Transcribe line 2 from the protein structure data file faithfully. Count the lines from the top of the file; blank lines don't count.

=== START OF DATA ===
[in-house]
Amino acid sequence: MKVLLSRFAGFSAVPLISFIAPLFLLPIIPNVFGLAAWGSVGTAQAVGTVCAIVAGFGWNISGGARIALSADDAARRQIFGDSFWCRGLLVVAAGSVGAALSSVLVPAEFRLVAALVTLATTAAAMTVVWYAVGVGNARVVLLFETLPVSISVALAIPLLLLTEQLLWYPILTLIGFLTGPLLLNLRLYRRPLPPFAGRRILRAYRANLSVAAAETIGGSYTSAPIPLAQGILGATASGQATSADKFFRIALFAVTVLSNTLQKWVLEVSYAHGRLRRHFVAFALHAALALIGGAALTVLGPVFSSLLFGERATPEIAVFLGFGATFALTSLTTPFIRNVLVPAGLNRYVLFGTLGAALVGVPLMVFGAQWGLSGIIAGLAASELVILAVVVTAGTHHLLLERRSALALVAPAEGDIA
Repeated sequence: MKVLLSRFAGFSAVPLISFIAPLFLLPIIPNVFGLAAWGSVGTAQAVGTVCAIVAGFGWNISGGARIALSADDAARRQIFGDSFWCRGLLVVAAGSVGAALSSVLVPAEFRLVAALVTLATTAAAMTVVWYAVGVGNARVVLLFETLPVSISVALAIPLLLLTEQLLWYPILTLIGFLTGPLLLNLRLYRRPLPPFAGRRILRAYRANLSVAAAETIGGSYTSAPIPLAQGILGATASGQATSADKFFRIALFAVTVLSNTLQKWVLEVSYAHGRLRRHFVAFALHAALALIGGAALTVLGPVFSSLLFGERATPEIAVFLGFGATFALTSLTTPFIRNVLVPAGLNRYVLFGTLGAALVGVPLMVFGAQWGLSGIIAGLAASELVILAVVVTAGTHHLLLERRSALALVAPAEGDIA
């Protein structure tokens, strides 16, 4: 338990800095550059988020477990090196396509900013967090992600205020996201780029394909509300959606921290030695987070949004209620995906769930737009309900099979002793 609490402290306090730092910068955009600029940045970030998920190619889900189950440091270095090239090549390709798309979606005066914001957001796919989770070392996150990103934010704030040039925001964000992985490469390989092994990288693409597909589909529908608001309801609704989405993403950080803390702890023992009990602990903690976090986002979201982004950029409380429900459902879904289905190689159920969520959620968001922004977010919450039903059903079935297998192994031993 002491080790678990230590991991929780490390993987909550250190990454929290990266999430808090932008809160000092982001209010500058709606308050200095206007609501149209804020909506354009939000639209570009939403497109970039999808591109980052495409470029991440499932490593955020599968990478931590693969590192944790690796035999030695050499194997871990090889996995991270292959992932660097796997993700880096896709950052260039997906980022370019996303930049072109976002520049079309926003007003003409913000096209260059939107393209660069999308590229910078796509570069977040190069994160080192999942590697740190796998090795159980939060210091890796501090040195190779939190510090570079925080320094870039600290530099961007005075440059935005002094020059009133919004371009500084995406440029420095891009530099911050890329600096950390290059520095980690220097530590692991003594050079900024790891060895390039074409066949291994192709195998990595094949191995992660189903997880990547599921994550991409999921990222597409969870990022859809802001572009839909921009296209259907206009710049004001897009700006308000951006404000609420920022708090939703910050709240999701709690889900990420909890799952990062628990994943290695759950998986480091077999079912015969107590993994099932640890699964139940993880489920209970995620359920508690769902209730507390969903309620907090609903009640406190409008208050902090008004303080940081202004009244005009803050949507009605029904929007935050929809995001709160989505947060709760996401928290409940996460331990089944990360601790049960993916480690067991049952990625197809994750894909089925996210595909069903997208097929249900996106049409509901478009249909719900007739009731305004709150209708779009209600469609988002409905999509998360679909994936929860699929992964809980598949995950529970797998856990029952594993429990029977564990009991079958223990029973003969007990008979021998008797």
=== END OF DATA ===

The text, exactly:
Amino acid sequence: MKVLLSRFAGFSAVPLISFIAPLFLLPIIPNVFGLAAWGSVGTAQAVGTVCAIVAGFGWNISGGARIALSADDAARRQIFGDSFWCRGLLVVAAGSVGAALSSVLVPAEFRLVAALVTLATTAAAMTVVWYAVGVGNARVVLLFETLPVSISVALAIPLLLLTEQLLWYPILTLIGFLTGPLLLNLRLYRRPLPPFAGRRILRAYRANLSVAAAETIGGSYTSAPIPLAQGILGATASGQATSADKFFRIALFAVTVLSNTLQKWVLEVSYAHGRLRRHFVAFALHAALALIGGAALTVLGPVFSSLLFGERATPEIAVFLGFGATFALTSLTTPFIRNVLVPAGLNRYVLFGTLGAALVGVPLMVFGAQWGLSGIIAGLAASELVILAVVVTAGTHHLLLERRSALALVAPAEGDIA